(Image: Hans17)

Take out the main stem or any solid side shoots by two-thirds, this will boost the growth of other branches and keep them neat and well-shaped. On the contrary, older and well-established Rockroses don’t need regular pruning.

In fact, it is not advisable because they find it hard to recover, and that could be disastrous. The best thing to do is chop off any dead leaves and twigs or any part damaged by frost during early spring.

One important concern among gardeners is how to tell them that it is time to replace the shrub. Do you keep pruning each time, or should you let go and just grow a new plant?

For Cistus, it is inevitable that the bush will naturally start being leggy.

It often happens when they get older, and gardeners cut the shoots to maintain their shape. But sometimes, the woody stems don’t resprout after being cut back, so if your shrub is getting too old to regrow, it is a sign to replace.

Planting Tips for Cistus

Seasoned gardeners adhere to the following planting tips for Cistus, and it is crucial to also follow them for the most seamless planting process.

When To Plant Cistus for the Best Yield

Rockroses love it when it is warm and sunny outside, so it goes without saying that the perfect time to plant them is in spring,9 which is when there is no danger of frost, the soil is moist, and there is more than enough time before winter comes.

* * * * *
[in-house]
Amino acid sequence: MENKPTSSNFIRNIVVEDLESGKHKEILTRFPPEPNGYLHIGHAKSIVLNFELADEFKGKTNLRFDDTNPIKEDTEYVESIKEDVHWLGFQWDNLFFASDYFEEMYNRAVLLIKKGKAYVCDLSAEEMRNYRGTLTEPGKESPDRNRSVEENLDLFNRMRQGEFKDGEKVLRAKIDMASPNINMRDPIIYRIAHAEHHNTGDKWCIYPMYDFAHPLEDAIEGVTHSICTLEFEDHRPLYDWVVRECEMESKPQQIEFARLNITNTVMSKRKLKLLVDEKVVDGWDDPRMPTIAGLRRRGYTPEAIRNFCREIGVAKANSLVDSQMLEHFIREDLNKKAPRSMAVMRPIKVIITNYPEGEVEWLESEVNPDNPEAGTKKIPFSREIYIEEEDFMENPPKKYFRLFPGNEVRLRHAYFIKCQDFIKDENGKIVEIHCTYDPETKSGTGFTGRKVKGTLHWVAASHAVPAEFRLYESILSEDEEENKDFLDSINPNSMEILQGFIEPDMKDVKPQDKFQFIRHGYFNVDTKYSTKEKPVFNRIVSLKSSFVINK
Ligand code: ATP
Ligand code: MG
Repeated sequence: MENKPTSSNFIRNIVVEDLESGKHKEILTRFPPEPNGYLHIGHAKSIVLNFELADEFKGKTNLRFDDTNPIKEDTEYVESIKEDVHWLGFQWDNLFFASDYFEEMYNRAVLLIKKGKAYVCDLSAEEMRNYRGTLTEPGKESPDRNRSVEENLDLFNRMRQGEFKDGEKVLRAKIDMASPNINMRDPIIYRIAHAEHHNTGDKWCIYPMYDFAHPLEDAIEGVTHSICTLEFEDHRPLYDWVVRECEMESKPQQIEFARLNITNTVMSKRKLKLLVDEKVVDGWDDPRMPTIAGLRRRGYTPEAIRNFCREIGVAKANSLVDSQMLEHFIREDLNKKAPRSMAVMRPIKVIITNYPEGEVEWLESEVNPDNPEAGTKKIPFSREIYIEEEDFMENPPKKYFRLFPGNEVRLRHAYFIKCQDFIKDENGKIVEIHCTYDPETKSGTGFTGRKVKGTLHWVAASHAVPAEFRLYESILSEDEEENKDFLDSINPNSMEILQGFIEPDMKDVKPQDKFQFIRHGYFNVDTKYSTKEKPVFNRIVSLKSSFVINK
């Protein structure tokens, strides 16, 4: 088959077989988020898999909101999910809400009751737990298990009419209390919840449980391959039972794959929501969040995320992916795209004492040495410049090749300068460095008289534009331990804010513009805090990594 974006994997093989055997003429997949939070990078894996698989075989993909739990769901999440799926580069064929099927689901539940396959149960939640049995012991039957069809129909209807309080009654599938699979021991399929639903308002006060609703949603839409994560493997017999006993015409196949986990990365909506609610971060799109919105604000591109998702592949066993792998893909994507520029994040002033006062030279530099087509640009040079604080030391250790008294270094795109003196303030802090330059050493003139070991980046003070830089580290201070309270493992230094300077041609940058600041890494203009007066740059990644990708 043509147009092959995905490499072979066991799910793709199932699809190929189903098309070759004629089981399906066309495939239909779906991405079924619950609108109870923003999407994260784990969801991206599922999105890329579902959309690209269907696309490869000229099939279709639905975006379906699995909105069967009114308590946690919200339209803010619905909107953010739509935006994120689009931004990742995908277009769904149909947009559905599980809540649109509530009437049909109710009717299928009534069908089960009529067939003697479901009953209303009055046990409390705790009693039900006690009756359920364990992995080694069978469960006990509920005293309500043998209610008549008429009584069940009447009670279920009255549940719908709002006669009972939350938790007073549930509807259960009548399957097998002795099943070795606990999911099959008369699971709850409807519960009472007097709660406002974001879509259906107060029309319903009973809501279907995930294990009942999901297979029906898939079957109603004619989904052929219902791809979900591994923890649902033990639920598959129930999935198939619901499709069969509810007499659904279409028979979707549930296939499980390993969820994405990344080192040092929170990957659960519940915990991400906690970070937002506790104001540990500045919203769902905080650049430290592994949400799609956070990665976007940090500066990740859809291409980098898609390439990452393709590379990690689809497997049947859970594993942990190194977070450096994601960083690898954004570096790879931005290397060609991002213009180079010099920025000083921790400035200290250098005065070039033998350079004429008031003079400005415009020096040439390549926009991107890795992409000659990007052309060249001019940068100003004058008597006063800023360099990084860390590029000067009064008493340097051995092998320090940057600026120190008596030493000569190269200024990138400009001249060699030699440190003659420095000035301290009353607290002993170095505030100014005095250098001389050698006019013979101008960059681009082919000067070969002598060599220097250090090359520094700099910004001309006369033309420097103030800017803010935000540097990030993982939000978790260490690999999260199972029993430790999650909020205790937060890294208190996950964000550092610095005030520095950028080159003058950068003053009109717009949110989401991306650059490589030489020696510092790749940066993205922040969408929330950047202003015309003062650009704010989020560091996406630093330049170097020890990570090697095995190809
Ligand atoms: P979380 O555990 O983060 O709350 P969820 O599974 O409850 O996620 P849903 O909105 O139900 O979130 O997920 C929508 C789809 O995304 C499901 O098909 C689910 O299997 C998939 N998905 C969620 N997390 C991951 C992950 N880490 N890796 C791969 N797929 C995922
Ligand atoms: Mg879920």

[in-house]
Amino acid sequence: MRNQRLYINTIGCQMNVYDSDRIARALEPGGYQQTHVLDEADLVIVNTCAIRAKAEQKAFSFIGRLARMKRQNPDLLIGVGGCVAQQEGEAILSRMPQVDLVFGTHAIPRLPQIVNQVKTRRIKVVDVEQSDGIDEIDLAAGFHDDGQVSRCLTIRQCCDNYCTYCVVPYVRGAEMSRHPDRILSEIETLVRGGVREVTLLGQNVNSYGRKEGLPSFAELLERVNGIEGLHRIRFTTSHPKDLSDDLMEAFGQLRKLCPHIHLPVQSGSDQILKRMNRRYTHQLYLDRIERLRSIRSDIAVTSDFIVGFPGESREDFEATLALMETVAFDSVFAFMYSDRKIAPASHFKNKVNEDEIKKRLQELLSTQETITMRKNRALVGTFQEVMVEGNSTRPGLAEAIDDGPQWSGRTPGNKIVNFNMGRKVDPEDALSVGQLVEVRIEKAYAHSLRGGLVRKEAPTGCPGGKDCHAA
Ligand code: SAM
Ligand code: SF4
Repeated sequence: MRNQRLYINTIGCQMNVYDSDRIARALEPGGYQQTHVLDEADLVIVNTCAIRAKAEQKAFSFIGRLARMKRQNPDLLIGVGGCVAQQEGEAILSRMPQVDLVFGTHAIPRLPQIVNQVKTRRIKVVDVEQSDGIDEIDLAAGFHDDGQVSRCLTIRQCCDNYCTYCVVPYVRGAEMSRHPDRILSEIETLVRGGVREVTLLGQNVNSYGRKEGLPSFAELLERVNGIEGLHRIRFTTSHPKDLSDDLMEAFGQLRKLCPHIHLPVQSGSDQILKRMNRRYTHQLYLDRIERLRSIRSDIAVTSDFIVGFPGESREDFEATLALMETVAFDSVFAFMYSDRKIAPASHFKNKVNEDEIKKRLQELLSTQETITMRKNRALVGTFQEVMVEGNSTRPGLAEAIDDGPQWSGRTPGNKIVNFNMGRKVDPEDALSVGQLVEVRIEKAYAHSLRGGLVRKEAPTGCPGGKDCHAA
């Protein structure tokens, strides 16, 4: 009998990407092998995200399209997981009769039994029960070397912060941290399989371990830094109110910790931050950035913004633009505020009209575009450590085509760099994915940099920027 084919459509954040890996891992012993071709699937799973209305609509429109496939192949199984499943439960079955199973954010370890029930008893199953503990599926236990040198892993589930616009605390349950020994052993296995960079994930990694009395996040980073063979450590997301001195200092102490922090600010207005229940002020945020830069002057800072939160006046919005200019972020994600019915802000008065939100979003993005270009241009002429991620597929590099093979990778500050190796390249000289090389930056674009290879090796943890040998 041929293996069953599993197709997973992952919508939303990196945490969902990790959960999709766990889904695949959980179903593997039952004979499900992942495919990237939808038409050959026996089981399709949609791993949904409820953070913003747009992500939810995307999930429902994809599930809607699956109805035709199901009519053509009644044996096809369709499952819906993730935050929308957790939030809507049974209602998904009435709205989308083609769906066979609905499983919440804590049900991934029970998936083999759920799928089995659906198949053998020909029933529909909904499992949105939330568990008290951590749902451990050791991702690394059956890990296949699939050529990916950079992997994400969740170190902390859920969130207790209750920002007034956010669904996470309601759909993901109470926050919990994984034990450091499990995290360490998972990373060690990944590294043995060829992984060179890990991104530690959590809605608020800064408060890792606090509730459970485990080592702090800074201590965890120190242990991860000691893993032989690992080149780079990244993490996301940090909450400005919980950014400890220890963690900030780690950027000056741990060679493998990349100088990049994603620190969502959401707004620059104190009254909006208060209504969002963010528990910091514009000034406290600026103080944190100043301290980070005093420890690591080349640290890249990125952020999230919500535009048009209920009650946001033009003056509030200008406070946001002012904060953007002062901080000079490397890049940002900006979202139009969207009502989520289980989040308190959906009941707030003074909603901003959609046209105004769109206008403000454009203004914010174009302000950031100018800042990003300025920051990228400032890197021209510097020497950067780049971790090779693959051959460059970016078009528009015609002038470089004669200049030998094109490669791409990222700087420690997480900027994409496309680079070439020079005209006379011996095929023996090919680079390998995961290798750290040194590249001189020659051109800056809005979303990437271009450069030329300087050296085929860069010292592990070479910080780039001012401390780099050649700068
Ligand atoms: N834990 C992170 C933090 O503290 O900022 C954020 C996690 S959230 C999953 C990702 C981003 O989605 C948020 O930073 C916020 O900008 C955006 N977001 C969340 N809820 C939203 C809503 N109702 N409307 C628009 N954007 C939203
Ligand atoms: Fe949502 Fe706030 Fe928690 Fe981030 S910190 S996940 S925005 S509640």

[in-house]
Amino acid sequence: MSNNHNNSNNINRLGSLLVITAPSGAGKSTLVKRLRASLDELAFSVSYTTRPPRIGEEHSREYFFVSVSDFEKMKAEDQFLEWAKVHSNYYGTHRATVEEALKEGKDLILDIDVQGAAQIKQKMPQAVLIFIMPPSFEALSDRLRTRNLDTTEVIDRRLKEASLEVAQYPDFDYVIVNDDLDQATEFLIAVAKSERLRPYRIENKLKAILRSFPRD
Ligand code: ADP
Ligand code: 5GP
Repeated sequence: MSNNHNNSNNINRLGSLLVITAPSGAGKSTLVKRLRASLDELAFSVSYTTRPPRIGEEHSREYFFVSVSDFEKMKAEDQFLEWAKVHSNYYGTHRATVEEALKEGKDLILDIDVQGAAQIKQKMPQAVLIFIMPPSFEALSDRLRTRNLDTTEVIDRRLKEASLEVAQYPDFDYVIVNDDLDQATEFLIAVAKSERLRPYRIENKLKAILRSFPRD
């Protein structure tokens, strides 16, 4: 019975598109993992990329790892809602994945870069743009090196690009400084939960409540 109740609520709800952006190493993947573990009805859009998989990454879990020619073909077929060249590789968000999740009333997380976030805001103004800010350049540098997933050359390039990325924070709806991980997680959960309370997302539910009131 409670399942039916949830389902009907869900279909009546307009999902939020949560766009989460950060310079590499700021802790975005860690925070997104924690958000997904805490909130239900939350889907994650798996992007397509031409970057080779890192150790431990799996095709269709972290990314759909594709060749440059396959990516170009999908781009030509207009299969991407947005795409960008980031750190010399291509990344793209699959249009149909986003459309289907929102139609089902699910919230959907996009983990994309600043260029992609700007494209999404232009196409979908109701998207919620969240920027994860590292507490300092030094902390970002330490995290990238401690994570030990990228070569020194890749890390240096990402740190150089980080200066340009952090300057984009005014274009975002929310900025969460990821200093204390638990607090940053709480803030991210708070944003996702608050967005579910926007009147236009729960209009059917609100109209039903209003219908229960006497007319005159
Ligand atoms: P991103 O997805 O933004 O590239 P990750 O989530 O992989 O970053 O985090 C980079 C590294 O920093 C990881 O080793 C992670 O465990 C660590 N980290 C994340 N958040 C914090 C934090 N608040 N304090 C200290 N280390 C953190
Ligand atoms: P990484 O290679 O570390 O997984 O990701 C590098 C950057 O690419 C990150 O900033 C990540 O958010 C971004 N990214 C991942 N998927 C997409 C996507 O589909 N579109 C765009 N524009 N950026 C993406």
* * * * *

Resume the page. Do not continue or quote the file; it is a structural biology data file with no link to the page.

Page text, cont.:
How Far Apart To Plant Cistus

The amount of space you should leave between Cistus plants depends on the variety or how far it is able to spread out.

While 3–8 feet of distance will do, you can adjust accordingly based on your needs and how wide your Cistus is expected to grow.

Companion Plants For Growing Cistus

There are so many ways that you can plant your Cistus in a way that serves your needs. Do you want privacy trees?

A drought-tolerant flower garden? Or a rock garden?

There are no limits to what you can and cannot do with companion plants of Rockroses, just as long as your choice plants are able to survive in the same spot. The goal is to find plants that are used to the same growing conditions as the Cistus and get creative with them.

For instance, if you are hoping to plant a stunning Mediterranean-themed garden, you can go for plants like the lavender, with its beautiful flowers, or even opt for trees like the olive tree because it does not demand watering and thrives under the sun.

On the other hand, if you are going for easy-maintenance perennials, consider the sage and Sea Holly. For ornamental grasses, the blue fescue will do, while groundcovers like the thyme and stonecrop will help get rid of weeds.

How To Identify Cistus

There are quite a number of Cistus plant varieties,7 and you may run into various types of trees and shrubs that look similar.

Graphics showing how to identify cistus shrub, with images of Cistus leaves, a white Cistus flower with a yellow center and red spots, bark texture, and a U.S. map indicating temperature ranges for the plant.

So how do you know for sure that you are indeed dealing with a Cistus and not any other?

Cistus Leaves

The evergreen leaves of the Cistus plants are hard to miss. You will definitely tell by their ovate or lanceolate shape and how their margins have a sort of wavy pattern.